4. Misinformation that an animal drug can cure Covid has run rampant, causing demand for it to surge.

Last month, prescriptions for human formulations of ivermectin jumped to significantly more than 88, 000 a week, up from a prepandemic baseline of 3, 600. Now veterinarians, ranchers and farmers say they are struggling with the consequences of the demand as people buy up formulations meant for animals. One farmer who uses the drug for his 400 pigs and 25 cattle said that if that he couldn’t treat his pigs with the medicine, they risked going to slaughter.

“I’m keeping it for my horse people, simply because they need it, ” one sales associate said. “That’s who I’m protecting. ”

Gilles Sabrié for The New York Times

5. Xu Jiayin, born into rural poverty, became China’s richest man. Now Beijing is threatening to simply take all his wealth and success away.

The debt that powered the country’s breakneck growth for decades is jeopardizing the economy, and the government is changing the rules. Beijing has signaled that it will no more tolerate the strategy that turned his company, Evergrande, into a real estate powerhouse, pushing it to the precipice — along with many of the creditors that hold its more than $300 billion in unpaid bills.

In other business news:

Jose Luis Magana/Associated Press

6. The gunman who stormed a Maryland newsroom in 2018 was sentenced to five consecutive life terms, prosecutors said.

Jarrod Ramos had pleaded guilty to murder charges in one of the deadliest attacks on American journalists . In July, a jury found him criminally responsible for the attack at the Capital Gazette that killed five people. Ramos was also sentenced to a sixth life sentence for attempted murder and 345 years on other charges.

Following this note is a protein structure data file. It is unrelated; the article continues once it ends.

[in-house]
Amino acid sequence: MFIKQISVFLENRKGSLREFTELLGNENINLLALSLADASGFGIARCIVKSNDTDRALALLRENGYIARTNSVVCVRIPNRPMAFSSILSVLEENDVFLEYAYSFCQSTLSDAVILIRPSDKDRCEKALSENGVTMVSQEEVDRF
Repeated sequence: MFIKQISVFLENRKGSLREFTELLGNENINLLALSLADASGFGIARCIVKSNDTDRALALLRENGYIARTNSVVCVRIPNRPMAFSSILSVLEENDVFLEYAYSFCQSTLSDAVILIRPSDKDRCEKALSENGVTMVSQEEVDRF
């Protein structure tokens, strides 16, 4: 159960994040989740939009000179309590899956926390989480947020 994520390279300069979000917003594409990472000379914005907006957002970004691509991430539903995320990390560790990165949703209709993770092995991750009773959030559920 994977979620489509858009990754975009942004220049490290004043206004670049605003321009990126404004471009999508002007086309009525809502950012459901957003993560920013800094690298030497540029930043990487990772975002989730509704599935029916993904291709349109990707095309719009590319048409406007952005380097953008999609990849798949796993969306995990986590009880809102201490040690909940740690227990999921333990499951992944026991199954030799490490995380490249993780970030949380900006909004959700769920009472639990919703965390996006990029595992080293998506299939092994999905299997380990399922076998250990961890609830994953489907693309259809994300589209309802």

Separately, a 22-year-old man pleaded not guilty to four murder charges stemming from a shooting rampage at a string of spas in the Atlanta area last spring. He had previously pleaded guilty to four murder charges in a nearby county where the shooting spree began.

Daniel Krieger for The New York Times

7. One of the most closely watched restaurants on the planet made waves by pivoting to a vegan menu. It’s now doing strange things to vegetables.

In the 10-course, $335 tasting menu at Eleven Madison Park, very nearly none of the ingredients taste quite like themselves , writes our restaurant critic, Pete Wells. “Some are so obviously standing set for meat or fish that you almost feel sorry for them, ” he says, like a beet forced to mimic duck that “tastes like Lemon Pledge and smells like a burning joint. ”

But at the core of Wells’s criticism is that the chef, Daniel Humm, hasn’t explained why that he objects to serving animal products. In fact , he still serves beef — within an off-the-menu item for clients who book a private living area.